The decision to join forces with another industry organization to develop a bigger, better show, says King, was in everyone’s best interest. “We had to let go of our egos and look at what was best for the industry,” he explains, pointing to Global Pet Expo as one of the biggest accomplishments of his tenure in the pet industry so far. “There were just too many trade shows in the industry, so we knew it would be more beneficial to combine the PIDA and APPA shows.”

According to Vetere, that lack of ego has been instrumental in the success of Global Pet Expo and all the other endeavors of which King has been a part. “He never worries about who is getting credit for what, and that is an important quality,” he explains. 

Recently, PIDA and APPA once again got together to create the Pet Industry Leadership Conference, which was held in Tucson, Ariz., in January.  Vetere credits King with “all of the heavy lifting” when it came to organizing what will be an annual event focusing on industry education and networking. And while the conference was actually born from the long-running, annual PIDA Management Conference, King was more than happy to share the billing with his APPA partners.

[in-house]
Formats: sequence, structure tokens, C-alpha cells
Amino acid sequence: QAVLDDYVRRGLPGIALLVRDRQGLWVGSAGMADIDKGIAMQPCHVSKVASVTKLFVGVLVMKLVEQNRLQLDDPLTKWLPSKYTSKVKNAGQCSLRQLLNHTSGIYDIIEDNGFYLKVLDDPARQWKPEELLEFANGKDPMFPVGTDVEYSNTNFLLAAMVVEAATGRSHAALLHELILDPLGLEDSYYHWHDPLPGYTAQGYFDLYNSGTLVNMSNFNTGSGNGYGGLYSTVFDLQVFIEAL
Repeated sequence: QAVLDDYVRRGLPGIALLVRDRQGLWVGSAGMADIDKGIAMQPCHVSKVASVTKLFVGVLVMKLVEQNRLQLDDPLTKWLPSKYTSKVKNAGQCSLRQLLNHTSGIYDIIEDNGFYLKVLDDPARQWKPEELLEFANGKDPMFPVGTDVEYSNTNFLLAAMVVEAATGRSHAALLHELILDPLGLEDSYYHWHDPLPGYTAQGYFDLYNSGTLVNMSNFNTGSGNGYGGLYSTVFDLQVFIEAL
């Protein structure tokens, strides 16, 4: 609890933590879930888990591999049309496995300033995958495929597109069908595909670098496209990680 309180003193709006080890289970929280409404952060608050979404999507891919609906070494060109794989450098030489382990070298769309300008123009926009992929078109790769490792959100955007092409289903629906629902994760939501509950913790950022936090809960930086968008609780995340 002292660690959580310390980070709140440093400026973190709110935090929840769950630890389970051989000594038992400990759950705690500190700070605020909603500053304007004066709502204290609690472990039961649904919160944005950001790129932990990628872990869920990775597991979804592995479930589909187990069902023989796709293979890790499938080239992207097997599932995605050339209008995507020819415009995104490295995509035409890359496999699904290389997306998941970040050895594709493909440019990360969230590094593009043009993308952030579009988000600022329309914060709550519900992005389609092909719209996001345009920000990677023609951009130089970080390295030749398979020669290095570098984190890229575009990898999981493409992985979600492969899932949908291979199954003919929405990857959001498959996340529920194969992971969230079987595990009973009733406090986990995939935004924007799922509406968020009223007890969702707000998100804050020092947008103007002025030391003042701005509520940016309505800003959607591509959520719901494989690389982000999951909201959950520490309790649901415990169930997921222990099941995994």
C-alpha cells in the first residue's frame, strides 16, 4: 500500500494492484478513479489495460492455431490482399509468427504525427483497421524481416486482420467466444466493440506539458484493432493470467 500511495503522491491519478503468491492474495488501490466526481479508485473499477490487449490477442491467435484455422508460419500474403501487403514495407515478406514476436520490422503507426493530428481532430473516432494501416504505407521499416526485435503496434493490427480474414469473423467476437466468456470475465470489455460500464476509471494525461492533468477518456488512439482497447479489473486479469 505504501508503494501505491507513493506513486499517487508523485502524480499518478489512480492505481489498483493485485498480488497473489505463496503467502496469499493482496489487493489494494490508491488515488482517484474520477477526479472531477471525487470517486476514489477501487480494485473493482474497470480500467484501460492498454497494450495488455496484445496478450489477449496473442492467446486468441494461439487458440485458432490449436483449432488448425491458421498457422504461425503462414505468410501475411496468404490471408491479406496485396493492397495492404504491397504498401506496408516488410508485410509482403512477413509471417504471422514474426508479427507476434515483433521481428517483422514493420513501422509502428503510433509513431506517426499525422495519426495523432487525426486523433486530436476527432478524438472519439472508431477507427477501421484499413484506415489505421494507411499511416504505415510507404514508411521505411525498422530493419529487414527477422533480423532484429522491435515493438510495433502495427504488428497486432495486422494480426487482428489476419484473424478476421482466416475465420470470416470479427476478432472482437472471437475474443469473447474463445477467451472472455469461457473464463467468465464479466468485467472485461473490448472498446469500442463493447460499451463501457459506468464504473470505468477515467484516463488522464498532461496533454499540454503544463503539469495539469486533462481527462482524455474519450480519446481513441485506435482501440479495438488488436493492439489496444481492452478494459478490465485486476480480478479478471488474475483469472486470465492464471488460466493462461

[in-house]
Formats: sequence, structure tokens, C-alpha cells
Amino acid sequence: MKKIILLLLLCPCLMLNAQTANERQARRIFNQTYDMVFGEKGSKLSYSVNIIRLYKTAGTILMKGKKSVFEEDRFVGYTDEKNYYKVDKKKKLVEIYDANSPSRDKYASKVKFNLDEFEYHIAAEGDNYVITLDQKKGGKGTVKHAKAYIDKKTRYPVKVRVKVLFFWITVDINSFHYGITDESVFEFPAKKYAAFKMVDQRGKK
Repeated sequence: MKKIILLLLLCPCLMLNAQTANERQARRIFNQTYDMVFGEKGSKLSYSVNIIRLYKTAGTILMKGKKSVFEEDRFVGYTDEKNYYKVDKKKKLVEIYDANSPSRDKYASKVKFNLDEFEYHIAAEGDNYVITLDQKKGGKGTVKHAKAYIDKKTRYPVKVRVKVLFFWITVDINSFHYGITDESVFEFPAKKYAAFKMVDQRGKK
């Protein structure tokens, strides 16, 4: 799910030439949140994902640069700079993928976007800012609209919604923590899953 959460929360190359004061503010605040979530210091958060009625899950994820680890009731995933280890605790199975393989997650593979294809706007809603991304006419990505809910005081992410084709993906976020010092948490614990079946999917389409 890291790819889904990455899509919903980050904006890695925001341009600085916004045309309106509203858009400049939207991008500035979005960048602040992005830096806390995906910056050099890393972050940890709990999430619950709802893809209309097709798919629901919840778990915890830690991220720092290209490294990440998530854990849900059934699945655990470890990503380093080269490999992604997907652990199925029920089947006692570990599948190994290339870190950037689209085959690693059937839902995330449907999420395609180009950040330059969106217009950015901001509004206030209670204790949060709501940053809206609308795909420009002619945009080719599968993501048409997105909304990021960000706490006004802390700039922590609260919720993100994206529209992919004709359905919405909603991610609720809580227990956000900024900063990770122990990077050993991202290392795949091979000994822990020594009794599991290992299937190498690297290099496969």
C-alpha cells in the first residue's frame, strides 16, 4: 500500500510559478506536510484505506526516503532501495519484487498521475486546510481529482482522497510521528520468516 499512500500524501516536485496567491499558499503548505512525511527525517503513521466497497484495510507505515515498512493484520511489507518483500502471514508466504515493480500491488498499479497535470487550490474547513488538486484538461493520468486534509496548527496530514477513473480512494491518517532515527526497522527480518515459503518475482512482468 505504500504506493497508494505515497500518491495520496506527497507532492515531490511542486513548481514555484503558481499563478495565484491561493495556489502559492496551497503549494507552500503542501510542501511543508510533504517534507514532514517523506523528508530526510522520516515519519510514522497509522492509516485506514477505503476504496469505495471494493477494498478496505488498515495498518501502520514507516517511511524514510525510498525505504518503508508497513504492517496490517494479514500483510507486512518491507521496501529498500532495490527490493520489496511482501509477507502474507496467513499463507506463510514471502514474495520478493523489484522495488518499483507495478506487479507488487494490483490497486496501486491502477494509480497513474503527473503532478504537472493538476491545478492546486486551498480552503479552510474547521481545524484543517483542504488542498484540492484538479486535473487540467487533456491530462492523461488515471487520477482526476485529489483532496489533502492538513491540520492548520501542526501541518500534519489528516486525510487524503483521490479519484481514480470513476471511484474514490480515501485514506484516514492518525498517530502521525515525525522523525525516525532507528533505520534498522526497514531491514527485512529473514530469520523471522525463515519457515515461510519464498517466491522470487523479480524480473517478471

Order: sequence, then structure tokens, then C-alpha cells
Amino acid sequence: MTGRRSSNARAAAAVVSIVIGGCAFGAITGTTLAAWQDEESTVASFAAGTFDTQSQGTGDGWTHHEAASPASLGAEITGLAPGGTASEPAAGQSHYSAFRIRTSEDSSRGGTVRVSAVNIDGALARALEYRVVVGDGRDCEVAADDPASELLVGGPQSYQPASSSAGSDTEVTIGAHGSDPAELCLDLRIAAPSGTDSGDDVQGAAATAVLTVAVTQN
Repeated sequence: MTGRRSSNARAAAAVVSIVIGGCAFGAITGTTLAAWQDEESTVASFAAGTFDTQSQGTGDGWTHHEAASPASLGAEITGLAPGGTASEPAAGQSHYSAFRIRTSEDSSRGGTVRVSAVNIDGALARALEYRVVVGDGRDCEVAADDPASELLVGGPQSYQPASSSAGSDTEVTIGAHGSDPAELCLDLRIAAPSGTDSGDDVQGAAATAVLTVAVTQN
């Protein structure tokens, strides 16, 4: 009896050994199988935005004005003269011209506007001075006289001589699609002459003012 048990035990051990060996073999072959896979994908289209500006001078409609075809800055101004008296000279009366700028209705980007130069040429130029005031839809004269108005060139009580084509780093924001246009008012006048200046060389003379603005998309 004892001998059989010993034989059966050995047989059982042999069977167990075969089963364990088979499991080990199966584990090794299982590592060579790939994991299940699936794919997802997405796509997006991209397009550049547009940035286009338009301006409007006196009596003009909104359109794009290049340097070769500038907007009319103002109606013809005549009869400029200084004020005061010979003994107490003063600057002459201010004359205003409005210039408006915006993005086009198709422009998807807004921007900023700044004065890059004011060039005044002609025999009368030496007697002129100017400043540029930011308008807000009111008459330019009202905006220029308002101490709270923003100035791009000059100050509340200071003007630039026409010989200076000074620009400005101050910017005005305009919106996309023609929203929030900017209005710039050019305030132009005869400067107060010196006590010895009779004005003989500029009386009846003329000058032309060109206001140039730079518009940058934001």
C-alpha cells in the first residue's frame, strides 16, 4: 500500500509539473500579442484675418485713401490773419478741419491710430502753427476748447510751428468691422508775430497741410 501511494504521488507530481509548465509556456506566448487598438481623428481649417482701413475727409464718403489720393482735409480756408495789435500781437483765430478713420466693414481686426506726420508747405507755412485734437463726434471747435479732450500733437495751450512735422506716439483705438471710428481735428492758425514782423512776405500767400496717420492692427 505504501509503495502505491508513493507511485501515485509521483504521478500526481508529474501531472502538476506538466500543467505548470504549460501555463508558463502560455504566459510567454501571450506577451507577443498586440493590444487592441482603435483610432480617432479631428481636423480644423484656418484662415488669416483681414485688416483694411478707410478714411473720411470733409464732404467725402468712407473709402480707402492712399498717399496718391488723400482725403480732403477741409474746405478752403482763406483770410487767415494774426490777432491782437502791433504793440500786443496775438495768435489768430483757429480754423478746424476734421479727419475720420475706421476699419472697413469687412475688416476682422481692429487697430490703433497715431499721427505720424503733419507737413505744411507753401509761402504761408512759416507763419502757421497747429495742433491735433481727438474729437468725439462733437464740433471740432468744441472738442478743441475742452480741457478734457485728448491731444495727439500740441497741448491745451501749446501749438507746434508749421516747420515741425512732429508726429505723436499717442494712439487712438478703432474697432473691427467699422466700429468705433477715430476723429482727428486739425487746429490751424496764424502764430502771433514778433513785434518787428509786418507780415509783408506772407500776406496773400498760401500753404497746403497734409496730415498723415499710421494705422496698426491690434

Forging partnerships seems to be something of a specialty for King, who got his start in the pet industry while still a law student at George Washington University when he went to work for the law firm representing the Pet Industry Joint Advisory Council, where, Marshall Meyers served as a valuable mentor in teaching him about the pet industry. He is almost always involved with initiatives that span across multiple segments of the trade. It is, as many in the pet industry point out, largely a product of his innate diplomatic qualities—an ability that Vetere likens to “herding cats”—as well as his considerable experience in the pet industry.